‘Glowing Plants‘ is a kickstarter project which is set to create the first publicly available bioluminescent plants. To do this, they will be adding the luciferase-luciferin gene system into the model organism Arabidopsis thaliana. Expanding on previous work done by the State University of New York and the University of Cambridge iGEM team, this synthetic biology project is truly exciting. What makes this project different is how widespread these plants will be disseminated, with over 5000 backers already. This project is the most successful biological crowdfunded campaign ever, and is setting a precedent for future projects which might seek funding this way.
I was lucky enough to get an interview with Antony Evans the project manager of Glowing Plants. Check out the kickstarter video for glowing plants and our exclusive interview after the break.
Dr. Rachel Armstrong was recently interviewed on London Real about her visions of the future – you can find the video after the break! Dr. Armstrong is the co-director of AVATAR (Advanced Virtual and Technological Architectural Research) – and has a strong focus on the concept of “living architecture”. She is also a TED fellow, and as an added bonus we’ve embedded her TED talk: “Architecture that repairs itself?” below as well.
This article contains my personal opinions and musings.
Today is the start of the London 2012 Summer Olympics. This year’s olympics has faced a number of controversies – one of which is somewhat pertinent to biology, the issue of gender and sex. The olympics, like many sporting institutions, has long separated competitors into two main categories – male and female. This would be simple, if sex determination was so discrete. But sex is not discrete, it is a spectrum which at best can be described as two common clusters of phenotypes around what we call ‘male’ and ‘female’. Even chromosomal sex is not as simple as XX vs XY – there are common cases of XXY and XYY and other varieties. Genitals don’t always follow the chromosomal pattern either, and hormone diversity (which drives development) creates an effective continuum between male and female. Individuals significantly between both sexes are often referred to as “intersex” but even then the line between intersex and being one sex or another is a blurred one.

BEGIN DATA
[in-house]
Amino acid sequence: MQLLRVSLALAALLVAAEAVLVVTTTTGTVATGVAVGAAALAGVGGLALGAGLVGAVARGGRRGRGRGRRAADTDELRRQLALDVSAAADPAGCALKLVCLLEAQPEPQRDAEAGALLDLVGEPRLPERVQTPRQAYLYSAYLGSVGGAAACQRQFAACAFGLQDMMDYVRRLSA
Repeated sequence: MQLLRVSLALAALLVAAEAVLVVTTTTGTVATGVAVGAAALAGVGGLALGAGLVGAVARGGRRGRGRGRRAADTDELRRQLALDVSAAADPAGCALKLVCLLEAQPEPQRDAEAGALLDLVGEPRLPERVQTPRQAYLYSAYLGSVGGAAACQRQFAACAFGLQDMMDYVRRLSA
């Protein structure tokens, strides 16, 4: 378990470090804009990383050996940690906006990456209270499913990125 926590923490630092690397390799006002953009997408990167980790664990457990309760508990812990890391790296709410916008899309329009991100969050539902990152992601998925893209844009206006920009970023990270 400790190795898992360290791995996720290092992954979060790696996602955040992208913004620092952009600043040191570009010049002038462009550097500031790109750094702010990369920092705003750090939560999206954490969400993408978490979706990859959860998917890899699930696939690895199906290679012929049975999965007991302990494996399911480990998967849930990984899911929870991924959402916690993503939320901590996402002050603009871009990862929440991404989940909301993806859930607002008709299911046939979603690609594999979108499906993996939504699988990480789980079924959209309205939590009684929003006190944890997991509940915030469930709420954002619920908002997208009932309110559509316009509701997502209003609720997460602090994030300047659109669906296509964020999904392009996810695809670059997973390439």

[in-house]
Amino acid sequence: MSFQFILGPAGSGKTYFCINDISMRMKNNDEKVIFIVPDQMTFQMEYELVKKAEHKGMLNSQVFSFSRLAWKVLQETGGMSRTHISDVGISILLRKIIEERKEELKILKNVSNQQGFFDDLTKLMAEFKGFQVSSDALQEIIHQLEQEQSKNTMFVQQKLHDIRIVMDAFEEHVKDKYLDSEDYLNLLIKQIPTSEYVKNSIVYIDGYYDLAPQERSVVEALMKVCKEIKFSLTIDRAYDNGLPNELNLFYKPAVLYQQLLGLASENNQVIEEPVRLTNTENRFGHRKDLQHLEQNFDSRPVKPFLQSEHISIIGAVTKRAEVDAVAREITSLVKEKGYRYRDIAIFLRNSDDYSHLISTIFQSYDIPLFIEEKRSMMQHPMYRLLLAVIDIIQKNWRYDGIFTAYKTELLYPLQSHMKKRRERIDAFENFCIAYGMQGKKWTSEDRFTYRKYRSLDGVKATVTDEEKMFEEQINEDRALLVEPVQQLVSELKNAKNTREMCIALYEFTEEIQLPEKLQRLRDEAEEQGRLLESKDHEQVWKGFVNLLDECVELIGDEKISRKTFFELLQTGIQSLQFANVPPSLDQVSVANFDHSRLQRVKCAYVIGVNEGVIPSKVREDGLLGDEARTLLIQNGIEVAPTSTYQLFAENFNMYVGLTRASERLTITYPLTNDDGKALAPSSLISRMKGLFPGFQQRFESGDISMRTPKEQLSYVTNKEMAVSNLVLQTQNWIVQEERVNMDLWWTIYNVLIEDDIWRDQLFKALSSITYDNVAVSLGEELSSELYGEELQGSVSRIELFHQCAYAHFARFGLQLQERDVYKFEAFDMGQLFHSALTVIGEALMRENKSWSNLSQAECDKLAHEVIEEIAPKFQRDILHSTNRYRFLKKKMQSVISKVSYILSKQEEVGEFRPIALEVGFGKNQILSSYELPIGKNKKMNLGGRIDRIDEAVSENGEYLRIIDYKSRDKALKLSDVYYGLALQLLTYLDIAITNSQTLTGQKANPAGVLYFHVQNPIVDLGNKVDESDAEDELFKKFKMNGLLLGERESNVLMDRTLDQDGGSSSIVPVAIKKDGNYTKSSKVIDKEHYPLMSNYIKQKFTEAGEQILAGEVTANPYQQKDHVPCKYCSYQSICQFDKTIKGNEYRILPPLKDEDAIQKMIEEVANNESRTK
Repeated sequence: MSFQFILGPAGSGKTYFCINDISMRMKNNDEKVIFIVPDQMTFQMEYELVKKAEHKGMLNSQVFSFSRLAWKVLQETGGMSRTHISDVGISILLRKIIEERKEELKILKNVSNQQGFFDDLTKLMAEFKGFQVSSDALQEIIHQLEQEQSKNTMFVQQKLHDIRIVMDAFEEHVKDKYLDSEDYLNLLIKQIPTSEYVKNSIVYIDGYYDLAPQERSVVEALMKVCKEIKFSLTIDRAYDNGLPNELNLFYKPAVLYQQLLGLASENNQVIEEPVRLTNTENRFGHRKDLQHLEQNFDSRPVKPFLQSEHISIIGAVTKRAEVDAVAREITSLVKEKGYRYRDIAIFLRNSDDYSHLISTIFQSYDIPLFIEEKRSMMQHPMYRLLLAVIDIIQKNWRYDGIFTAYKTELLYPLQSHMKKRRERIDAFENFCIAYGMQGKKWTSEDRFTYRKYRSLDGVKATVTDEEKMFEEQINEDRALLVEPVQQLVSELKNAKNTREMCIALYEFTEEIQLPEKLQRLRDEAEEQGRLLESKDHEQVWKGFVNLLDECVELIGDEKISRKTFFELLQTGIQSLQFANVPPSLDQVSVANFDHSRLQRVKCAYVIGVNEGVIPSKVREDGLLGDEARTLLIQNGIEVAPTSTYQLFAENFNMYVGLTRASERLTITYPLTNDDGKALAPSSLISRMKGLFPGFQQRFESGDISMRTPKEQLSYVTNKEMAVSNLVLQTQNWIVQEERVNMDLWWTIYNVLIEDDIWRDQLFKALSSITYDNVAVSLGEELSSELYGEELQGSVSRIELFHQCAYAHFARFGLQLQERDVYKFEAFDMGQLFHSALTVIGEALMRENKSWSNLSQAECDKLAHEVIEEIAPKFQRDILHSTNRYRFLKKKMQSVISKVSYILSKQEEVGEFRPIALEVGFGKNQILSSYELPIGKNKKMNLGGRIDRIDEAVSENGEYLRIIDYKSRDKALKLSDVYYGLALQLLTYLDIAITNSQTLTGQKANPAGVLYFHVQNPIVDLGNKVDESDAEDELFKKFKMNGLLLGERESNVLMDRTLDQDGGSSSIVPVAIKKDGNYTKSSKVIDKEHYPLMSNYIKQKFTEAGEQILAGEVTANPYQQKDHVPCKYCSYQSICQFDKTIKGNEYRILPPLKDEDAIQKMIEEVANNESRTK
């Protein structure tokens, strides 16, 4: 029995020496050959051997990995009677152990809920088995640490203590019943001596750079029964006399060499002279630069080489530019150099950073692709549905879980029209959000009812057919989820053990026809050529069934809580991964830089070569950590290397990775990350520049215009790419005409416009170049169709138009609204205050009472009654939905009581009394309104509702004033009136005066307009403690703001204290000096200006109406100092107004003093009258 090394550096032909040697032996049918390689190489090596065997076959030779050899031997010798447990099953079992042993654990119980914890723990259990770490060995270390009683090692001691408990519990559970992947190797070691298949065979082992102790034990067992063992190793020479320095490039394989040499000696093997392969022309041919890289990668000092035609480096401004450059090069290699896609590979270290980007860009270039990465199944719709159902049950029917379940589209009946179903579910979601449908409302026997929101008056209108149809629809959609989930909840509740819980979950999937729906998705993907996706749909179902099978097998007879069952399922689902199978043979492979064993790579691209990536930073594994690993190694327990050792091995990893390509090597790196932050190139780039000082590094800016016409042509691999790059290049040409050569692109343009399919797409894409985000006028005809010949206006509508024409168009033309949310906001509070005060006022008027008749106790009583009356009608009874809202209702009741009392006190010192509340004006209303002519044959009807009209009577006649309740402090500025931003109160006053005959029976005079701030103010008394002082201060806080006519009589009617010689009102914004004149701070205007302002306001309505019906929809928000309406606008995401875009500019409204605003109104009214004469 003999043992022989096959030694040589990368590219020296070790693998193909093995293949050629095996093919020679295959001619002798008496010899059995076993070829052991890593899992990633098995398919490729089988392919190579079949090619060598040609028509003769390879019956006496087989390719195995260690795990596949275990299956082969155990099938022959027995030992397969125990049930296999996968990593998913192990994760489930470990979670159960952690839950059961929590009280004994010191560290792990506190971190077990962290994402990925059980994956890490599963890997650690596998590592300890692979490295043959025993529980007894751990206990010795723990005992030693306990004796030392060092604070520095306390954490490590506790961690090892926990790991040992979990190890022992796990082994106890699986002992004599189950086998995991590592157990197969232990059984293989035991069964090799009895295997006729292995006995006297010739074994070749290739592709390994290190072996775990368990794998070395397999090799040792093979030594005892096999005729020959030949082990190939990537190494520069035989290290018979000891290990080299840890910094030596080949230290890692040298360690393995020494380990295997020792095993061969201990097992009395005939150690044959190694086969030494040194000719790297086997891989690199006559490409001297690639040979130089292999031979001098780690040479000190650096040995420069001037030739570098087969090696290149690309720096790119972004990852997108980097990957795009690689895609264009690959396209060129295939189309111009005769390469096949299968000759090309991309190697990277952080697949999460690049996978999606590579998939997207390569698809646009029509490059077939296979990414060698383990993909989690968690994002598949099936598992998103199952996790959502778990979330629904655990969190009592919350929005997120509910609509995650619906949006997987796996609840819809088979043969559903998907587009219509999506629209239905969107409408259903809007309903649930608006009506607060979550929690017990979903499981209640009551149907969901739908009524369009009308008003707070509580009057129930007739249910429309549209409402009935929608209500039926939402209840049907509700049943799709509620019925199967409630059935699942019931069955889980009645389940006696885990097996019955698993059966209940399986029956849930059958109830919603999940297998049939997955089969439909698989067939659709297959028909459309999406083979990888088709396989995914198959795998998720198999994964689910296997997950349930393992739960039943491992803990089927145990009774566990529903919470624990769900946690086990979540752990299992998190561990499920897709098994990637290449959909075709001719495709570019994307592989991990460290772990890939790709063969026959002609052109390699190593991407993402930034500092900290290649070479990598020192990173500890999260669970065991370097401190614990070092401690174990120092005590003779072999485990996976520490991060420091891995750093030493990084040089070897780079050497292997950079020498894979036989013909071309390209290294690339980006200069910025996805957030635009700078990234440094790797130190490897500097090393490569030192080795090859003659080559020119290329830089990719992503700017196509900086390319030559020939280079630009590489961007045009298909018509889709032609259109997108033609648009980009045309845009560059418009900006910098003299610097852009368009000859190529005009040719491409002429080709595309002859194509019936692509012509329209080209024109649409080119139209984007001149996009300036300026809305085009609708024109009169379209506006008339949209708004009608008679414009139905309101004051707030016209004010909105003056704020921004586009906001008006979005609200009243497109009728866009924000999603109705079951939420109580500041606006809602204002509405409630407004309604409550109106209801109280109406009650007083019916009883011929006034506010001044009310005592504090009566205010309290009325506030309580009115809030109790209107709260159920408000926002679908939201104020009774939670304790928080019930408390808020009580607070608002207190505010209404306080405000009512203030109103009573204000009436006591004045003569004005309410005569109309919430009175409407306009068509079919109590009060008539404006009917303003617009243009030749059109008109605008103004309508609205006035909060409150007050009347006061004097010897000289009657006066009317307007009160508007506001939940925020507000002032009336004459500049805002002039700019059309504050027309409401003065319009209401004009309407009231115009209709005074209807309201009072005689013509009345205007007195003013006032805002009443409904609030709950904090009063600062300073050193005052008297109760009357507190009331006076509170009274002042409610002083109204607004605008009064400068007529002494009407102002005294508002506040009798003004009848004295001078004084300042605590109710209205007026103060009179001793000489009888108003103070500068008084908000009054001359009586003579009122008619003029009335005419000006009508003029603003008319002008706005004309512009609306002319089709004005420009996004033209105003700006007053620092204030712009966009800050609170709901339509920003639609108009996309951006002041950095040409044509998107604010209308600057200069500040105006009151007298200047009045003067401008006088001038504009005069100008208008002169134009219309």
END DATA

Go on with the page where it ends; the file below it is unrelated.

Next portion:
In an opinion piece posted on Monday, Claire Marris and Nikolas Rose (sociologists at King’s College, London) argue that the ethics debate over synthetic biology needs to “get real” and focus on the current applications of the technology. Check out the article here.
Commentators instead focus on potential reckless use or misuse, overestimate the pathogenic possibilities, and worry about deep questions such as: “Do we have the right to play God?”. These worries are the flip side of grand claims about synthetic biology’s imminent ability to solve challenges in health, environment and energy. Utopias and dystopias seem to be the only scenarios possible.
This way of framing discussions is unhelpful. It is an example of “speculative ethics” that distracts us from less exciting but more pressing questions. What are synthetic biologists actually doing? How easy, or difficult, is it proving? What applications are they realistically going to develop in the short to medium term? What is their intended purpose, and to what extent could these contribute to the public good?
Juan Enriquez is a well respected futurist – who specifically looks at biotechnology and its role in the future. He is the founding director of the Life Sciences Project at Harvard Business School, CEO of Biotechnomy LCC, and the writer of numerous influential articles. Over the past decade he has given four TED talks, covering different visions of the future. After the break you can find each of his talks – including his latest talk from TED (posted yesterday): “Will our kids be a different species?”. These are definitely mandatory viewing for anyone interested in the future.